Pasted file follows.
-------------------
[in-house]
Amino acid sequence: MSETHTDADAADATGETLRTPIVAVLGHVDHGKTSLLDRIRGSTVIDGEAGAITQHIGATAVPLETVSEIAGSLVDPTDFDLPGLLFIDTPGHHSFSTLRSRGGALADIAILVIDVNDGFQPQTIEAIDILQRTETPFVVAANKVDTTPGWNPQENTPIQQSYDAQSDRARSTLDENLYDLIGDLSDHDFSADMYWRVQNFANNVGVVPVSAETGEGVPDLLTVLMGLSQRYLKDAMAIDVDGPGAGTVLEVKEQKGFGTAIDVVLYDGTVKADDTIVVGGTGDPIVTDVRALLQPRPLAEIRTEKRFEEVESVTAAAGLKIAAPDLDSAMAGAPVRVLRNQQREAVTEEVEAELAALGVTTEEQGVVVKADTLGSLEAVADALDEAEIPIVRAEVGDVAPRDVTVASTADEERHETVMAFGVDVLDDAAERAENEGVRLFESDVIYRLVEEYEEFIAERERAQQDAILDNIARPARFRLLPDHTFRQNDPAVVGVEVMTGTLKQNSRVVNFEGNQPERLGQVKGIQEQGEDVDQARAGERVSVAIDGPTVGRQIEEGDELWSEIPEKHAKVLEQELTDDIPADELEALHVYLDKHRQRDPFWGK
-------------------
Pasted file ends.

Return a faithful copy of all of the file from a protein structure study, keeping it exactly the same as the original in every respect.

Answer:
[in-house]
Amino acid sequence: MSETHTDADAADATGETLRTPIVAVLGHVDHGKTSLLDRIRGSTVIDGEAGAITQHIGATAVPLETVSEIAGSLVDPTDFDLPGLLFIDTPGHHSFSTLRSRGGALADIAILVIDVNDGFQPQTIEAIDILQRTETPFVVAANKVDTTPGWNPQENTPIQQSYDAQSDRARSTLDENLYDLIGDLSDHDFSADMYWRVQNFANNVGVVPVSAETGEGVPDLLTVLMGLSQRYLKDAMAIDVDGPGAGTVLEVKEQKGFGTAIDVVLYDGTVKADDTIVVGGTGDPIVTDVRALLQPRPLAEIRTEKRFEEVESVTAAAGLKIAAPDLDSAMAGAPVRVLRNQQREAVTEEVEAELAALGVTTEEQGVVVKADTLGSLEAVADALDEAEIPIVRAEVGDVAPRDVTVASTADEERHETVMAFGVDVLDDAAERAENEGVRLFESDVIYRLVEEYEEFIAERERAQQDAILDNIARPARFRLLPDHTFRQNDPAVVGVEVMTGTLKQNSRVVNFEGNQPERLGQVKGIQEQGEDVDQARAGERVSVAIDGPTVGRQIEEGDELWSEIPEKHAKVLEQELTDDIPADELEALHVYLDKHRQRDPFWGK